Jonah Lehrer on Carlsen and chess intuition

ArnieChipmunk
ArnieChipmunk
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0 | Chess Event Coverage
CarlsenJonah Lehrer, author of Proust Was A Neuroscientist and the recent How We Decide, has an interesting blog post on the recent TIME profile of Magnus Carlsen (about which we also reported). According to Lehrer, the use of computers actually enhances chess intuition.

In his post at The Frontal Cortex, Lehrer argues that (chess) intuition is not something 'semi-mystical', but consists of 'experience embedded in the unconscious', a point several others (such as Malcolm Gladwell in his best-selling book Blink) have made as well. Lehrer observes:
One of the fascinating elements of Carlsen's talent is that he's learned the game by playing computer chess, matching his wits against advanced algorithms. The end result is a prodigy who's amassed an unprecedented amount of deliberate practice at an early age (...).

At first glance, there is something surprising about a teenager weaned on chess software extolling the wonders of intuition. It's as if we expect Carlsen to act like his software, to be as explicit in his strategic decisions as Deep Blue, the IBM supercomputer. But that misses the real purpose of practice and the real genius of the human brain. (...)

When experts evaluate a situation, they don't systematically compare all the available options or consciously analyze the relevant information. Carlsen, for instance, doesn't compute the probabilities of winning if he moves his rook to the left rather than the right. Instead, experts naturally depend on the emotions generated by their experience. Their prediction errors - all those mistakes they made in the past - have been translated into useful knowledge, which allows them to tap into a set of accurate feelings they can't begin to explain.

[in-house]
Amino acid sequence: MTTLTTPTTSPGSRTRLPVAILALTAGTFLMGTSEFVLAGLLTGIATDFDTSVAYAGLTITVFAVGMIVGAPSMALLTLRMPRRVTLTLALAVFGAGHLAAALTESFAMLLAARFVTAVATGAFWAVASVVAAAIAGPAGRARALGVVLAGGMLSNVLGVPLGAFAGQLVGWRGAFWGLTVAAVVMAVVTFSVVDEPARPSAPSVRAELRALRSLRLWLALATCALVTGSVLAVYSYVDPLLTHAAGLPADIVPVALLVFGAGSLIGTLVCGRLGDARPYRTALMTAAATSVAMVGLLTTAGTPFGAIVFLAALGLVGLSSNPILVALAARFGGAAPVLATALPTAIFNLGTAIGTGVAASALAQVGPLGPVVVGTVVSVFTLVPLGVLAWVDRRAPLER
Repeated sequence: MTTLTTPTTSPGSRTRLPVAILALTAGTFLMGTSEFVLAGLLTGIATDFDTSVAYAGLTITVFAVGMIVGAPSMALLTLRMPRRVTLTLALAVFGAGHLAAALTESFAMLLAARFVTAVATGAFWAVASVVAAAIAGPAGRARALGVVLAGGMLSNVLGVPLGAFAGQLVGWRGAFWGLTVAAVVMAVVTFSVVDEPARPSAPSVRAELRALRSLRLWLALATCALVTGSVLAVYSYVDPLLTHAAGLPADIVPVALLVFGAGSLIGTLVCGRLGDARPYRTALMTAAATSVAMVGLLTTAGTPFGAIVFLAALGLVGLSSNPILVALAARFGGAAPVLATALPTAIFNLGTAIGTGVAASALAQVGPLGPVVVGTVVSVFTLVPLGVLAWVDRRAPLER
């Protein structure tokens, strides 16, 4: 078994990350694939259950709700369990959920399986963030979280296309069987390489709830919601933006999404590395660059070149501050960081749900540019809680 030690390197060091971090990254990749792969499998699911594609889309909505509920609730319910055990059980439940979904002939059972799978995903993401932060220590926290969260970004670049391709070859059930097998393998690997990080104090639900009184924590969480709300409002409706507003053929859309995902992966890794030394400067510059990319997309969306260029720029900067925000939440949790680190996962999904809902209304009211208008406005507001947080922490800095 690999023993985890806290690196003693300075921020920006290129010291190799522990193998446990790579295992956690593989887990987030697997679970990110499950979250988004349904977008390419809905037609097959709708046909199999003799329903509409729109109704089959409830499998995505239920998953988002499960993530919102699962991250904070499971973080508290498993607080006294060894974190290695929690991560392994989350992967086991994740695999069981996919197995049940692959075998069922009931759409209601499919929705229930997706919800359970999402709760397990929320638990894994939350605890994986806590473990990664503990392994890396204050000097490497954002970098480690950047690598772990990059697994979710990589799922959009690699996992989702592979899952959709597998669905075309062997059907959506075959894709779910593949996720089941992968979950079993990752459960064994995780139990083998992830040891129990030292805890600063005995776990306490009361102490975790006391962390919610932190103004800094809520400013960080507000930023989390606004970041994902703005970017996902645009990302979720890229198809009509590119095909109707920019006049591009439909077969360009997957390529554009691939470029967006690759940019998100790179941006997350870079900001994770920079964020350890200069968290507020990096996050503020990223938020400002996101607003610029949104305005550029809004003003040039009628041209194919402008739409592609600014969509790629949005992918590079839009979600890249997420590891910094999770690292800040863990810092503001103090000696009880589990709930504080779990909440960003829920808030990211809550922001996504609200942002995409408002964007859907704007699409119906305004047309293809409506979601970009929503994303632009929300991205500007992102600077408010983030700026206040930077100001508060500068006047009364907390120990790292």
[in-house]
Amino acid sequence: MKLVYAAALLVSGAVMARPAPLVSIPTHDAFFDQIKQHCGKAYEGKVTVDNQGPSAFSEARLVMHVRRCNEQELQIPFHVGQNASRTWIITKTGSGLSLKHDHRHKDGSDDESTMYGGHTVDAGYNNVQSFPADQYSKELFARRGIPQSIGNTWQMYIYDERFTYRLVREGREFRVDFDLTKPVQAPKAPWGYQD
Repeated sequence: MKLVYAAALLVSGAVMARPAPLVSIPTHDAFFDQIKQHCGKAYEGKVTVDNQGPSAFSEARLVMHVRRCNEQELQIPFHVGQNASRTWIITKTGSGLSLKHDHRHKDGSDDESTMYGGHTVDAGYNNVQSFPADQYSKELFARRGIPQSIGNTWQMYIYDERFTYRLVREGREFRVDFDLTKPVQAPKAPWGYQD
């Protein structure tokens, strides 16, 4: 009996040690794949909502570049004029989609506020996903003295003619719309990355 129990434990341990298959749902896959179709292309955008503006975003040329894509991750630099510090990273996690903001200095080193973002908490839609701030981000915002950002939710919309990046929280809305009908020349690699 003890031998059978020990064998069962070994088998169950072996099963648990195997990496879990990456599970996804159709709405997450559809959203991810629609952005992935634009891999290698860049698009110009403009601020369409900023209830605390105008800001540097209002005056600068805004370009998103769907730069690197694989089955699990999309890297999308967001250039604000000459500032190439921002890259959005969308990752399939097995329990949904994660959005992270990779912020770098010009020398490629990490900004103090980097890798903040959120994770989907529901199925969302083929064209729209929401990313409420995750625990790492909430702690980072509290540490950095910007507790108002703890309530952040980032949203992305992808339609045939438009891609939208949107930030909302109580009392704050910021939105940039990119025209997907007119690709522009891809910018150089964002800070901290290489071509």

Lehrer concludes that this should make us less surprised about the fact that 'a chess prodigy raised on chess computer programs would be even more intuitive than traditional grandmasters.' Of course, just how intuitive traditional grandmasters were is still pretty unclear. For instance, in the book Secrets of Chess Intuition (2002) the authors Mikhalchisin and Beliavsky devoted much time to Mikhail Tal, possibly the most intuitive player in chess history, who definitely didn't own a computer. Was Tal really less intuitive than Carlsen? One commenter reacted to Lehrer's last statement with reserved skepticism:
That is quite a leap. The truth is we have zero idea why this young genius is more intuitive, nor do we even have any way of knowing if he is "more intuitive" since it's such a subjective and abstract thing to measure.
This sounds like a reasonable argument, though I think Lehrer may be onto something all the same. Another prodigy playing in Corus – Wesley So – has often said that he, too, has mainly relied on computers when learning chess, and I'm sure more examples can be found. Indeed, when you look at how many young kids are true experts at handling computers when it comes to playing games, typing, or even truly complex stuff such as object-oriented programming, it sounds plausible that computers can enhance (chess) intuition in many ways.

Still, mere exposure to more positions is not the same as being able to use them in a sensible way. The idea that working with computers can influence intuition is similar to the idea that the internet may be changing the way we think.  This very question was also the subject of this year's Edge Annual Question, on which neuroscientist William Calvin answered:
Assembling a new combination ("associations") may be relatively easy. The problem is whether the parts hang together, whether they cohere. We get a nightly reminder of an incoherent thought process from our dreams, which are full of people, places, and occasions that do not hang together very well. Awake, an incoherent collection is what we often start with, with the mind's back office shaping it up into the coherent version that we finally become aware of — and occasionally speak aloud. Without such intellectual constructs, there is, William James said a century ago, only "a bloomin' buzzin' confusion."
It seems to me this is the real secret of these prodigies: how can they assemble all the information that enters their head into something as coherent as winning a chess game against a world class opponent? Until we have an answer to this question, it's perhaps not so strange people still call it a mystery.
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